8.   After you've decided on your output format, click Save to my computer under Finish Movie in the task pane. Enter an output file name and click Next.

9.   If only one format choice is visible, click Show more choices. Now three choices should be available. Click Other settings and then select your desired format from the list. Click Next and wait for the output to complete.

Burn the DVD

You're now ready to start MyDVD and burn your movie to DVD. In Figure 3, a DVD project is waiting to be burned. 

A MyDVD project ready to burn.
Figure 3: A MyDVD project ready to burn

With your selected DVD media in your DVD burner, follow these steps:

1.  Click Start, point to All Programs, point to Sonic, point to MyDVD, and then click Create DVD.

2.  A blank project is created for you, which you can name and save at any time from the File menu. You're bypassing the Capture step because you already did that in Movie Maker. Click Get Movies.

3.  Navigate to where you saved your finished movie and select it. MyDVD imports your movie into its project and creates a button for it. You can add additional movies the same way, and a button will be created for each. You can also add a slideshow of still pictures, and submenus, as you can see from the task pane to the left. As you add items to your project, you'll see the DVD menu being built on the right. You're free to add as much content as will fit on your DVD, the current total size of which is displayed in the bottom-left corner.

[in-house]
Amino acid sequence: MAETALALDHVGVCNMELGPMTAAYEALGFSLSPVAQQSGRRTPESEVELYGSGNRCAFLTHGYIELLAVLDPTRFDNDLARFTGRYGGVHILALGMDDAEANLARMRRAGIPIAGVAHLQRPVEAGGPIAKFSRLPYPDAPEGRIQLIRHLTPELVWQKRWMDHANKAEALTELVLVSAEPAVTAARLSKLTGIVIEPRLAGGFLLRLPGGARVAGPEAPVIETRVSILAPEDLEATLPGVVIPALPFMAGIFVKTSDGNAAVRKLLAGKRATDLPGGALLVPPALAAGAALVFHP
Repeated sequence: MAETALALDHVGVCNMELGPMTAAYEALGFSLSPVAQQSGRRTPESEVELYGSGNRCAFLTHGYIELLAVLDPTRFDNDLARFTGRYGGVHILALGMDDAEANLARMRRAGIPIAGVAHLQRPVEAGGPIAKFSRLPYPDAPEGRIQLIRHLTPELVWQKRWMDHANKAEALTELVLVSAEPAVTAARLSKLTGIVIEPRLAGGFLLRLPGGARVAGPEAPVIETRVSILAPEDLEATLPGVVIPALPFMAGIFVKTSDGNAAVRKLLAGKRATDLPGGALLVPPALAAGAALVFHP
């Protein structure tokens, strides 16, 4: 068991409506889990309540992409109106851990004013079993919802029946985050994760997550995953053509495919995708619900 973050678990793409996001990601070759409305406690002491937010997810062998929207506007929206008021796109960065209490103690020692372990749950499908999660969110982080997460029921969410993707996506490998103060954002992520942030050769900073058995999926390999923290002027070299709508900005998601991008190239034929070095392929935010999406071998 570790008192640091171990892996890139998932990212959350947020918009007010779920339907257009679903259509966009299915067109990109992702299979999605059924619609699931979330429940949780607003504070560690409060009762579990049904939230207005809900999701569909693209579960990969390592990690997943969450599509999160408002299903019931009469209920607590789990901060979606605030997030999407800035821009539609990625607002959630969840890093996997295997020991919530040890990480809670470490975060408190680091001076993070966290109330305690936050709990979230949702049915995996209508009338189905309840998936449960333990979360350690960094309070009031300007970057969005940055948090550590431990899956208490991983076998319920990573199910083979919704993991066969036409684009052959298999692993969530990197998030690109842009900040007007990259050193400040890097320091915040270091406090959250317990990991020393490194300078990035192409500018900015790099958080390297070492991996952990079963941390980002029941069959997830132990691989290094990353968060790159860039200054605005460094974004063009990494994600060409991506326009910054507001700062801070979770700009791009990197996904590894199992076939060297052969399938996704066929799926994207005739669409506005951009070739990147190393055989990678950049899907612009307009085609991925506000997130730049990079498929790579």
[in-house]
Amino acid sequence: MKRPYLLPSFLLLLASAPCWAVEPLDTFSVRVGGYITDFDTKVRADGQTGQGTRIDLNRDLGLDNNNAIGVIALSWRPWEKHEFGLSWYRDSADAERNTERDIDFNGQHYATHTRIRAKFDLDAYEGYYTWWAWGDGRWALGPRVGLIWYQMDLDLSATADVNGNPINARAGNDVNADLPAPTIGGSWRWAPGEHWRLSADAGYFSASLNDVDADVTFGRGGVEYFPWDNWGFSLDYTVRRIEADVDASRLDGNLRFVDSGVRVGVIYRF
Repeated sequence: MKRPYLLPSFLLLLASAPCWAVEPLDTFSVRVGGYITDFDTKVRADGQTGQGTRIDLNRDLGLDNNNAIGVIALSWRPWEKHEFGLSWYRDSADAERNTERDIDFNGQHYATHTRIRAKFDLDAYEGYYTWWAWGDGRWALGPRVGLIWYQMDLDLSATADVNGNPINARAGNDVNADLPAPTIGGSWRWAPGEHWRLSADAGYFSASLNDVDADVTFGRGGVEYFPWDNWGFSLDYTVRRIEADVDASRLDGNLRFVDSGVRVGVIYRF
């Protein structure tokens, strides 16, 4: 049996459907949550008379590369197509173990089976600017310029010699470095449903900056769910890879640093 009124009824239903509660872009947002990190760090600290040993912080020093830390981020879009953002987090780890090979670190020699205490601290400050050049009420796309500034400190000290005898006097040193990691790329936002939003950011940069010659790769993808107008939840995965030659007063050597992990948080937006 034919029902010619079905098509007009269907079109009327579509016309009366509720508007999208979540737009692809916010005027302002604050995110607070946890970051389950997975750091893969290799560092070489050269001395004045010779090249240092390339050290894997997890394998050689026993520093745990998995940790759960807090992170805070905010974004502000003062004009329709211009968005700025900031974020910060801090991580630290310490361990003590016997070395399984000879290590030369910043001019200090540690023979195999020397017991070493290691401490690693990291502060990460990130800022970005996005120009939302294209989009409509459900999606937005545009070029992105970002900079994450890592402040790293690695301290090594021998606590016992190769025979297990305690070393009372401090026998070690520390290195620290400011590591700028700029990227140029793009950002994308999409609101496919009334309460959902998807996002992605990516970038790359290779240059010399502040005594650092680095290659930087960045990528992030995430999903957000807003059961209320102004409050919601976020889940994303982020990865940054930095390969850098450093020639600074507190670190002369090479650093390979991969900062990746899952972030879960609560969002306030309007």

4.  Click the main menu title or any button caption to modify those titles. Drag the buttons to a new spot if you want to rearrange the order. You can also choose different fonts, select other backgrounds, add chapter points to your videos, or modify other aspects of your DVD from the MyDVD menu selections. See MyDVD Help for information on using MyDVD features.

5.  When you've finished creating your DVD, you can preview it by clicking the Preview button. MPEG-2 files of all your buttons, slideshows, and backgrounds will be composed, after which you'll be able to experience and navigate your DVD on your computer. Modify it now if there's anything you didn't like.

6.  When you're happy with it, click the bright red Burn button. At this point, be patient, because the process takes awhile. Remember that what you're doing now wouldn't have been possible a few years ago. You'll notice that MyDVD performs a conversion step with each piece of content that it prepares for the DVD. It must convert everything to MPEG-2 format, the standard for DVDs. This step can be lengthy for large files. It doesn't perform this step for any content you may have included in your project that was already DVD-compliant MPEG-2. MyDVD will then begin burning the final content to DVD. Burn speeds vary depending on the media you're using. When the process is complete, you want to see the message in the figure below.

Your DVD is ready!
Figure 4: Your DVD is ready!